Consequences: Punishment or Discipline?
The role of consequences is simple: To teach.
Consequences give children the chance to learn real-world skills from their mistakes and to solve problems. In fact, you want your kids to make as many mistakes as they can while they are young, so that they get good at solving problems and facing challenges. That is all a consequence is — an opportunity to learn from a mistake.
Many parents get caught up in trying to find the RIGHT consequence that will MAKE their child learn the lesson and never do this horrible act again. It is important to remember that learning takes time. Consequences do teach, but only when they work to solve the problem that the child caused and are delivered respectfully.
So, your child just made a mistake ...
Not a big deal. Your job is to simply teach your child how to handle mistakes. When you notice yourself escalating or wanting to GET EVEN with your child or MAKE HER PAY, we suggest that you do nothing except acknowledge the problem and let your child know you will deal with it later. It is always better to respond calmly with a consequence that you have the time to implement and that is solution-oriented than to simply take away the iPad, again.
Consequences are NOT: painful, physically harmful, disrespectful, or delivered in anger or with condescension. Your child may be inconvenienced or uncomfortable, but never harmed, shamed or belittled. Consequences that create physical pain or danger usually backfire and cause children to lose trust in the adults who care for them the most.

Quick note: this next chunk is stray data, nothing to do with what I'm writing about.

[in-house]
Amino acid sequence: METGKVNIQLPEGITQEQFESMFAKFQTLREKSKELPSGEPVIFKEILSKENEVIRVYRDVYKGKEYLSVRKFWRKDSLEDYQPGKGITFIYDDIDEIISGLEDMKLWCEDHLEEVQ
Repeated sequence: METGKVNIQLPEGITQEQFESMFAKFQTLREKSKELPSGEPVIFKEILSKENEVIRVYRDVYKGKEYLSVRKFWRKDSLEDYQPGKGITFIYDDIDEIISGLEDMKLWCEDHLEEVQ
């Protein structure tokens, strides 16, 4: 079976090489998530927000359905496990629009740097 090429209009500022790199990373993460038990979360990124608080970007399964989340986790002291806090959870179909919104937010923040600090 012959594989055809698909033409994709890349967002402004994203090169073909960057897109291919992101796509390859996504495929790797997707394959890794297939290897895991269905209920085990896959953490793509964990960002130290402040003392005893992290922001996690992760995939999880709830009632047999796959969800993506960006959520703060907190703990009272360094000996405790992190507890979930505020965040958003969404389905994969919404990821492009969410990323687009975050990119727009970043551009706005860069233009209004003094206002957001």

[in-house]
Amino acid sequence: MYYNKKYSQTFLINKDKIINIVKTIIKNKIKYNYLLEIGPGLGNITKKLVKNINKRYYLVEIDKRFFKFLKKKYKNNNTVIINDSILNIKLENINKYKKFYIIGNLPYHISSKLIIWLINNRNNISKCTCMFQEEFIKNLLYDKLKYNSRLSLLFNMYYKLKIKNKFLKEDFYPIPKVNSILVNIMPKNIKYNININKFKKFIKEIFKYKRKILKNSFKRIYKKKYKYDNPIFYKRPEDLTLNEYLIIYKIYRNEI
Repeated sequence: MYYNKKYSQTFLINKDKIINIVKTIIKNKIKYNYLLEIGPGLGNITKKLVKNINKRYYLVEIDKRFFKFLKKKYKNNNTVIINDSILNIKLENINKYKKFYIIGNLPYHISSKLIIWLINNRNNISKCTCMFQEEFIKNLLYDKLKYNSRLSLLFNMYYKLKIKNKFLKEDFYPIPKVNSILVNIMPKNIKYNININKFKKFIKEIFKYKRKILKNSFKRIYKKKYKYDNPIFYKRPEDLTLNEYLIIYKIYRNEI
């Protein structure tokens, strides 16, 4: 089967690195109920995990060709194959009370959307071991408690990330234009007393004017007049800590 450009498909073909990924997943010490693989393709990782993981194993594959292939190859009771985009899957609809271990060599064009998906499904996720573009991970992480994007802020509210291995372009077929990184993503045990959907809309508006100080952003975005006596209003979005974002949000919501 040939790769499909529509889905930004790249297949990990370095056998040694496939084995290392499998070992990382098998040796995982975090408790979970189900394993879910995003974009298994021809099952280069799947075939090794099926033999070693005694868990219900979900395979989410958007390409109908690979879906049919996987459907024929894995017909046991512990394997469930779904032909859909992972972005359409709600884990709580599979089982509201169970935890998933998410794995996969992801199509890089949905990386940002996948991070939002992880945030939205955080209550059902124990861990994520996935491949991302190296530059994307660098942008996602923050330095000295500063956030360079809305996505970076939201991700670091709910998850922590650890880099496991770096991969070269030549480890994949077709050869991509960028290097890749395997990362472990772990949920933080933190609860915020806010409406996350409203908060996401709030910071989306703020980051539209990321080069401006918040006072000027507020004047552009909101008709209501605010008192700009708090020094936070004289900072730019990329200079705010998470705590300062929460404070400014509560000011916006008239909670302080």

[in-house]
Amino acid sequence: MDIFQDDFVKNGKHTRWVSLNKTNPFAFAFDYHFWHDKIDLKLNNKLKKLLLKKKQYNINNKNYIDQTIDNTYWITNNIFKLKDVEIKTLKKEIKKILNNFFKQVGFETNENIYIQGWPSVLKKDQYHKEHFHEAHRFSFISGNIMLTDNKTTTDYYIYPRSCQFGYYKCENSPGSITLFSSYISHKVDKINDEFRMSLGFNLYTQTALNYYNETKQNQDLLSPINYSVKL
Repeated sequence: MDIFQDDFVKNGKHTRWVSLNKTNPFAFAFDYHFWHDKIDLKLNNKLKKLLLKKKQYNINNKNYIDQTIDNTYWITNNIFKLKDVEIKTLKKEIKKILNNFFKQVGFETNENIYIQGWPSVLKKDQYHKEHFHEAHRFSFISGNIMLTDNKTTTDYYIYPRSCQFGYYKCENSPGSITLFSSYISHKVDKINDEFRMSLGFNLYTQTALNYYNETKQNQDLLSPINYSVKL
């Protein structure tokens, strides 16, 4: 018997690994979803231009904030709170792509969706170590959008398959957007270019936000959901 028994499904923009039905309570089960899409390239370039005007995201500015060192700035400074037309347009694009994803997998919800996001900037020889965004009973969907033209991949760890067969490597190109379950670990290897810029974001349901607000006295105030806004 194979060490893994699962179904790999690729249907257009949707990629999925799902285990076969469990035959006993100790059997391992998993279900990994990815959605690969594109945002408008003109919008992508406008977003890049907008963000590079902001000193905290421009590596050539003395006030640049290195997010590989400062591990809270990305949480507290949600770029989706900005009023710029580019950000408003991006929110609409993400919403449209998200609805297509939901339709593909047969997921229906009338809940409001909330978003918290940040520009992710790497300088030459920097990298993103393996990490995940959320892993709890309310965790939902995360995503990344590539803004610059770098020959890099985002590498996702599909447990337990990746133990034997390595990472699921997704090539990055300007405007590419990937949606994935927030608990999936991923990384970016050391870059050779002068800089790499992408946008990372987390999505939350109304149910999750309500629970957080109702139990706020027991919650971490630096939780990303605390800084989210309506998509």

There are two types of consequences that teach: Natural and logical
Natural consequences are the type that society or nature imposes on your child. The parent steps OUT of the way and allows the consequence to do the teaching. You are loving and supportive of your children as they deal with the response to their actions. Of course, this is never used in dangerous situations, only when you believe your child can actually handle the consequence of their actions.
Your child's behavior and the NATURAL consequence
Child jumps off the stairs | Child scrapes knee
Child chooses not to eat lunch | Child feels hunger
Child does not do homework | Child feels embarrassed at school
Child won't wear coat | Child is cold while playing outside
Logical consequences are those that a parent imposes on the child in response to the child’s action. The parent reflects the child’s emotion first and is calm when delivering the consequence. Then the parent requests that the child do what is necessary to solve the problem or correct the mistake.
Your child's behavior and the LOGICAL consequence
Child draws on the table |Child scrubs the table until it’s clean
Child refuses to change out of good clothes |Child stays inside so clothes will not get dirty
Child throws food at table |Food is removed and/or child is asked to clean up (Can try again in a few minutes or at next meal)
Consequences that are a form of punishment are easy to come up with. However, creating consequences that teach as a form of discipline takes more time and practice. Remember, you are not alone in parenting your child, so reach out for support when you are coming up with consequences. Ask for help from your partner, your friends, a teacher or a trusted mentor. Get a lot of ideas and pick the one that is related to the situation, reasonable and respectful. This is where you trust your instincts. They are good.
And if it doesn’t work, you can always try again! Mistakes are our greatest teachers.
This article was excerpted from The Childproof Parent, co-authored by Melissa Benaroya, LICSW and Robin Dowdy, M Ed.Google+